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Easing corporate governance in COVID-19

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Anthony Harper

On 16 May a new law came into effect with temporary measures aimed at easing  corporate governance for companies and certain other types of incorporated entities in these times of physical distancing for COVID-19.

The new temporary measures have been introduced by the COVID-19 Response (Requirements for Entities—Modifications and Exemptions) Act 2020 (referred to simply as the “Act” in this article).

The Act:

  • provides that, in some circumstances, organisations can use electronic means (by email for example) for doing things (such as shareholder voting at annual meetings) if their constitution or rules would otherwise prevent this
  • allows these organisations to modify certain requirements or restrictions in their constitution (or rules) if it is not reasonably practicable to comply with them.

These changes apply until 30 November 2020 subject to any extension by Order in Council to 31 March 2021 at the latest.

Use of electronic means

The Act allows certain organisations to accomplish some governance procedures via electronic means if the rules (for example, a company’s constitution or a limited partnership’s limited partnership agreement) either do not allow the use of electronic means, or are silent as to whether electronic means are permitted.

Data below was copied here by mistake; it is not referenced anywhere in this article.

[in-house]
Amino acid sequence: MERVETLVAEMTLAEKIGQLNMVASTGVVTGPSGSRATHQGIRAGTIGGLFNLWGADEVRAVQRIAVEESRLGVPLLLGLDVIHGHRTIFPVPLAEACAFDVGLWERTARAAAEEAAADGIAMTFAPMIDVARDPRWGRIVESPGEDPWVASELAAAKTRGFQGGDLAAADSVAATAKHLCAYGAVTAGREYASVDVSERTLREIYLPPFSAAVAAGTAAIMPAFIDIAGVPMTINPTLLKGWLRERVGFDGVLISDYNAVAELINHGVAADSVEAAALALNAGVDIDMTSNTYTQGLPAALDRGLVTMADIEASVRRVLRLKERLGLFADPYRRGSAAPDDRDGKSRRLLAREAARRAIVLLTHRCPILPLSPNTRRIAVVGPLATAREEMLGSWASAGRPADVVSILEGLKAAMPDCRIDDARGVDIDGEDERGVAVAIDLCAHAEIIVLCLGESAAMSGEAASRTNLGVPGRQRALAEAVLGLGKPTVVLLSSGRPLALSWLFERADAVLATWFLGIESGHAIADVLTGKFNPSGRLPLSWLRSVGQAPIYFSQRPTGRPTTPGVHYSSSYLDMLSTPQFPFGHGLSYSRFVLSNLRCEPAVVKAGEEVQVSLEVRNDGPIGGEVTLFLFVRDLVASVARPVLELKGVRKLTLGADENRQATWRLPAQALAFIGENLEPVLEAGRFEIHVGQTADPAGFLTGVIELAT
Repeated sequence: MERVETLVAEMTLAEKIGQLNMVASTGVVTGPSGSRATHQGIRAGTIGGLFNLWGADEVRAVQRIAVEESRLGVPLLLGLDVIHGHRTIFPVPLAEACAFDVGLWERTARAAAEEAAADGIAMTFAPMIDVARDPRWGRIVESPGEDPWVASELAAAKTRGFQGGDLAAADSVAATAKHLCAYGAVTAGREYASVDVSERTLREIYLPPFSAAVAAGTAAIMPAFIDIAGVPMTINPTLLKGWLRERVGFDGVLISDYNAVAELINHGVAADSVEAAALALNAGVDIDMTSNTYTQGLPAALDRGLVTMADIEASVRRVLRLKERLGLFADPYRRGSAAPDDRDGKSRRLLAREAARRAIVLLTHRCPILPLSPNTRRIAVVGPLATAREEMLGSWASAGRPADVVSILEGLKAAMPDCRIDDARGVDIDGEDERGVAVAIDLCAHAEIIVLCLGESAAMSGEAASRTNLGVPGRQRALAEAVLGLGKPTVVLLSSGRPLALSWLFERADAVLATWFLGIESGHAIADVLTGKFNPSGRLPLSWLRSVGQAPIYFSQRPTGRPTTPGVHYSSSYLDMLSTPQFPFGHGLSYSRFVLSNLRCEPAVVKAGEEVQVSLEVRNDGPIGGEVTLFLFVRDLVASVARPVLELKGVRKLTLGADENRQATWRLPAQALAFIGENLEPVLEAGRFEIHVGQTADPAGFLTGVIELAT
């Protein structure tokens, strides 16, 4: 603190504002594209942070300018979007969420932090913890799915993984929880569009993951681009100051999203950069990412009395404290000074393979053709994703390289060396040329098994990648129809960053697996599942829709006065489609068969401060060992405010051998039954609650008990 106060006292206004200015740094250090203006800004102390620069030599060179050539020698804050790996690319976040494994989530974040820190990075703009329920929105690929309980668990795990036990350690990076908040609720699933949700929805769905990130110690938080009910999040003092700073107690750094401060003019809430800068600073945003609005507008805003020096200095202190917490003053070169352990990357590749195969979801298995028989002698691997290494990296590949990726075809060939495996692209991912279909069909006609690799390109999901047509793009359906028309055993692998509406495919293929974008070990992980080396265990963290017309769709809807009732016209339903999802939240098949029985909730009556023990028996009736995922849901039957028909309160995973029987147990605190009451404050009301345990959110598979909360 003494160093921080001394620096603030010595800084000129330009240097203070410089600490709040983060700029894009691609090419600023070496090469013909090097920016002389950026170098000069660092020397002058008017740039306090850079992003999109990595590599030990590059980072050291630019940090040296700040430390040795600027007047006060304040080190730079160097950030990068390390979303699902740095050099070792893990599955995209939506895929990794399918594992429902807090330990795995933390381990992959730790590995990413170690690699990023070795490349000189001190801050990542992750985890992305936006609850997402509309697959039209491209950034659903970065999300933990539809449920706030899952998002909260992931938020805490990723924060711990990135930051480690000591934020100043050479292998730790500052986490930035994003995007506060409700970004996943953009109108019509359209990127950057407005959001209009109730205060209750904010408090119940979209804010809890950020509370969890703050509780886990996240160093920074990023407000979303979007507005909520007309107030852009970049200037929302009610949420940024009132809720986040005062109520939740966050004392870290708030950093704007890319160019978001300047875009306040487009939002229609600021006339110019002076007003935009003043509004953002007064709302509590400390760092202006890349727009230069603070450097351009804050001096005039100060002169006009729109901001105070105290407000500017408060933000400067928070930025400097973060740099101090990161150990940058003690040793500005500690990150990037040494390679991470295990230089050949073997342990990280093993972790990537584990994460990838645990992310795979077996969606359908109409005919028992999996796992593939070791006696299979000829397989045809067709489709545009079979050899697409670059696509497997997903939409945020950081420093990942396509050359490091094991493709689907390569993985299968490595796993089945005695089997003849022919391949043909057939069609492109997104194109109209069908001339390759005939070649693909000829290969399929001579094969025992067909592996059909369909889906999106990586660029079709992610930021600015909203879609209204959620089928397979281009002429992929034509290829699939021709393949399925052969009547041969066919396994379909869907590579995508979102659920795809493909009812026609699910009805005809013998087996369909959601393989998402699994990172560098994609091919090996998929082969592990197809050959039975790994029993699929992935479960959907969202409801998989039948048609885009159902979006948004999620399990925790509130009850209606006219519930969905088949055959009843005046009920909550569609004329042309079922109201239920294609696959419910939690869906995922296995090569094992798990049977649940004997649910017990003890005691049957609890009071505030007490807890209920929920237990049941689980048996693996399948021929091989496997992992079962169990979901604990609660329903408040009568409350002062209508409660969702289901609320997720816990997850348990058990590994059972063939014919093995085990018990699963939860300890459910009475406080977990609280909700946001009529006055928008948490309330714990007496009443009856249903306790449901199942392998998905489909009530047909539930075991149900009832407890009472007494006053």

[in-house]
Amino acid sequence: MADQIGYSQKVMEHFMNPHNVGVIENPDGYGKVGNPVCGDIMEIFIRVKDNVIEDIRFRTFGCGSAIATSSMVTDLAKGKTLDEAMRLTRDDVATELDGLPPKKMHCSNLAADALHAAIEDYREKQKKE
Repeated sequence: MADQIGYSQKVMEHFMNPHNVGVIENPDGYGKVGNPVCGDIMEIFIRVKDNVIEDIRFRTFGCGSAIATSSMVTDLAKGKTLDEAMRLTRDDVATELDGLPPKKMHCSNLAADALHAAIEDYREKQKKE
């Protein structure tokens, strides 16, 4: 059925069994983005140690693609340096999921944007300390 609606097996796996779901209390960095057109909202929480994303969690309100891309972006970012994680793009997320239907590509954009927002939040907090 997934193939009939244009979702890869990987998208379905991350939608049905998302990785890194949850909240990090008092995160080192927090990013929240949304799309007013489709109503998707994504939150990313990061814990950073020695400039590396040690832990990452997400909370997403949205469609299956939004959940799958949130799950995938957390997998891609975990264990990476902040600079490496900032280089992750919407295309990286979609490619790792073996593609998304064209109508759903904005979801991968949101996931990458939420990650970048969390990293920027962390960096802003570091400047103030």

The tasks which may be accomplished electronically include:

  • recording, retaining or providing any information or records
  • calling or holding meetings (including voting at those meetings)
  • signing any instrument.

To make use of electronic means to carry out any of the tasks, a majority of the governing officers must believe, in good faith, that because of the outbreak of COVID-19 it is not reasonably practicable to do the matter by non-electronic means.

In the case of electronic voting, a majority of the governing officers must believe, on reasonable grounds, that the constitution or rules will be substantively complied with and not compromised as a result of the vote.  The officers are also required to sign a certificate to that effect, which must be kept with the organisation’s records.

Where an organisation relies on the provisions in the Act allowing electronic means, it must abide by certain conditions including meeting the relevant legal requirements relating to electronic writing, signatures, retention, production and access from Part 4 of the Contract and Commercial Law Act 2017 (the general law in NZ relating to electronic transactions) and must make reasonable efforts to notify all members and governing officers of the organisation, and the relevant Registrar, of the use of the temporary measures.  This notice would normally be given to members via email and we recommend it state the task accomplished electronically, the reasons for doing so, and that a majority of the officers agreed to its use.

Modifications to constitution or rules

The Act also allows certain organisations to modify their governing documents on a temporary basis if a majority of its governing officers believe, on reasonable grounds, that as a result of COVID-19 it is not practicable to comply with certain governance requirements or restrictions.